Another embodiment of the apparatus according to the invention is characterized in that the devices for removing pulp from the treatment apparatus comprise a screw conveyer and a centrifugal pump arranged in close proximity to the discharge end of the screw.

The method and apparatus according to the invention are described in detail below, by way of example and with reference to the enclosed drawings, in which a washer is used as an example.

BRIEF DESCRIPTION OF THE DRAWINGS

FIG. 1 is a schematic sectional view of a washing apparatus as treatment apparatus and according to a preferred embodiment;

FIGS. 2-4 are schematic illustrations of advantageous feeding apparatuses;

FIG. 5 is a schematic illustration of an arrangement for feeding pulp to a treatment apparatus at several positions;

FIGS. 6 and 7 are schematic illustrations of two alternative ways for discharging pulp from a treatment apparatus; and

FIG. 8 is a schematic illustration of a third alternative way discharging pulp from a treatment apparatus.

DETAILED DESCRIPTION OF THE DRAWINGS

A washer 1 according to FIG. 1 comprises, in principle, a drum in accordance with U.S. patent application No. 921,786, now U.S. Pat. No. 4,769,986, the outer rim of which is divided into chambers 2-6, to which conduits lead. The surface on the inner rim of the chambers 2-6 is formed by a drum 7 advantageously permeable to liquid. Inside this drum is a rotatably mounted cylinder 8 with a surface permeable to liquid on the outer rim 18. Axially extending, radial partition walls 9 protrude from the surface of the cylinder towards the surface of the drum 7, which partition walls form together with parts of the cylinder surfaces 7 and 8 pulp treating compartments 10. To the inside of the outer rim 18 of the cylinder 8 are arranged liquid chambers 11, from which liquid is led through a valve system (not shown) at the end of the washer from each washing zone (corresponding chambers 2-6) to the preceding zone. In other words from the last washing zone, from the area of chamber 6 to chamber 5, from the area of chamber 5 to chamber 4, etc.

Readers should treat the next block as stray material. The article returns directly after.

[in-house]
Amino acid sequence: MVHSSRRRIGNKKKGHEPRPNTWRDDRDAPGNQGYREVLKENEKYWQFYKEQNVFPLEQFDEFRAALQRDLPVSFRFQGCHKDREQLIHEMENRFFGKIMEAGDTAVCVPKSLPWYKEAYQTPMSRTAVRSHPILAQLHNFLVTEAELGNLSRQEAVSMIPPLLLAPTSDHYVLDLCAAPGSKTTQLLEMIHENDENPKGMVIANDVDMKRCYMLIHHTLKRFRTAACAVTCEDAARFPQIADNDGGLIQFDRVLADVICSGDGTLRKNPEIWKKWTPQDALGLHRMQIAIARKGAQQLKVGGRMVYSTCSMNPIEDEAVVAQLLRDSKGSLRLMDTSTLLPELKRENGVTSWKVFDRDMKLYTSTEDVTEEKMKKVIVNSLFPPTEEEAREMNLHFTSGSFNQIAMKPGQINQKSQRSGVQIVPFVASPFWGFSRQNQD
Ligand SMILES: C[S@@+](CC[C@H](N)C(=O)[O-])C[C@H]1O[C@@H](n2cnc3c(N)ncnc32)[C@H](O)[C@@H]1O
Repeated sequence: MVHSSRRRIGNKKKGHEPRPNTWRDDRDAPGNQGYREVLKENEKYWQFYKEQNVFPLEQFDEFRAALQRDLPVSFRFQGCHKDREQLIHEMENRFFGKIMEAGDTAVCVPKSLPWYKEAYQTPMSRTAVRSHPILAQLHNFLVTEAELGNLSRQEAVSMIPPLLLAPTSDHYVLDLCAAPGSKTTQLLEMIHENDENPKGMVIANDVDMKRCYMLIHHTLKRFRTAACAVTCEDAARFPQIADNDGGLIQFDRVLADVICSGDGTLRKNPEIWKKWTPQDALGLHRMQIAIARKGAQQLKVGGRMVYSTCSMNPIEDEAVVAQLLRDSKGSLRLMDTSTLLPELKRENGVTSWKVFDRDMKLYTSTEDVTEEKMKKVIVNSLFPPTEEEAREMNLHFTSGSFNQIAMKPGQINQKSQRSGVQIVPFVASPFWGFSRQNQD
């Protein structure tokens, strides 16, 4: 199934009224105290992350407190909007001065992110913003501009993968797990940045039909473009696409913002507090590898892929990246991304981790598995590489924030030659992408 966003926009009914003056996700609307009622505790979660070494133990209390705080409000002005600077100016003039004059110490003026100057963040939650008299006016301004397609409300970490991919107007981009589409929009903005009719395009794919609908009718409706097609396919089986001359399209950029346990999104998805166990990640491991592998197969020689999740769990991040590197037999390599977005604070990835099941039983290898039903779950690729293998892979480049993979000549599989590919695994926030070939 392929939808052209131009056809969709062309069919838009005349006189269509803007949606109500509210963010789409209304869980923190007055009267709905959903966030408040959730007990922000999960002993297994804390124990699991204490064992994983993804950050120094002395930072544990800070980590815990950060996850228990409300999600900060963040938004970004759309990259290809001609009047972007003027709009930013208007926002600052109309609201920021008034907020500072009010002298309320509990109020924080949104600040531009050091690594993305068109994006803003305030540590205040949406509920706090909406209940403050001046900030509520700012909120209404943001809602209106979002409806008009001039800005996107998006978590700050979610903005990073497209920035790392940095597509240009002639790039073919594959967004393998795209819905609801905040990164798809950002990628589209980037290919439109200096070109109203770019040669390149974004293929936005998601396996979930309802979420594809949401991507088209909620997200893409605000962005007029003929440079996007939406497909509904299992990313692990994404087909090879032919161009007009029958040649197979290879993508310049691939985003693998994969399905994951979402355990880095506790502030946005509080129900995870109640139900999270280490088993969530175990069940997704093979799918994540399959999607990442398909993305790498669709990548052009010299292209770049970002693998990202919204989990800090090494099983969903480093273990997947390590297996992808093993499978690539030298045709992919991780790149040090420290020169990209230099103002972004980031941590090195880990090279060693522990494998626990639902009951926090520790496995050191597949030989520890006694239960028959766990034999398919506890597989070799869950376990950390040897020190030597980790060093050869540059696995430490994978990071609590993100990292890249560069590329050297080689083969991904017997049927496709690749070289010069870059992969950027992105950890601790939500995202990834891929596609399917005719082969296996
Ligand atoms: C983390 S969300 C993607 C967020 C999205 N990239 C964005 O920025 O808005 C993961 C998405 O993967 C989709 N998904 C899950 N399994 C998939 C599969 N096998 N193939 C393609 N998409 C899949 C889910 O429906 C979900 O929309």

Compared with the apparatus according to U.S. Pat. No. 4,769,986 changes have been made both to the feed and the discharge side of the washer of the present invention; these changes are also to be seen in the drawing. FIG. 1 shows a rough outline of a pulp feeding apparatus 20, which regardless of the type is characterized in that it is such as to make possible the feeding of pulp into the washer at the consistency of the pulp of the immediately preceding mass tower or the washing zone, in other words air free at a consistency of 8 to 20%.

FIG. 2 shows a feed apparatus comprising a pressure chamber 21, to which pulp is pumped from the mass tower, for example along duct 22, using a fluidizing centrifugal pump 47. The pulp conveyance equipment is advantageously provided with gas discharge. Thus the pulp flowing to the pressure chamber 21, the purpose of which is to divide in the horizontal direction the inflowing pulp uniformingly on the drum, does not include harmful amounts of air anymore, neither is there a risk of foaming of the filtrates in the successful washing. In the pressure chamber, close to the discharge opening 23 of the pulp, which may be a continuous slot of the length of the washing drum or a line of perforations, is located a fluidizing member 26, advantageously a rotor, which brings the pulp into a flowing state, and such is thus able to flow off through the discharge opening 23 to the compartments 10 of the washer. Member 26 may be either of the same length as the washer or each opening may have its own fluidizing element. By maintaining a slight continuous over pressure in the pressure chamber, air is prevented from mixing with the pulp at this stage.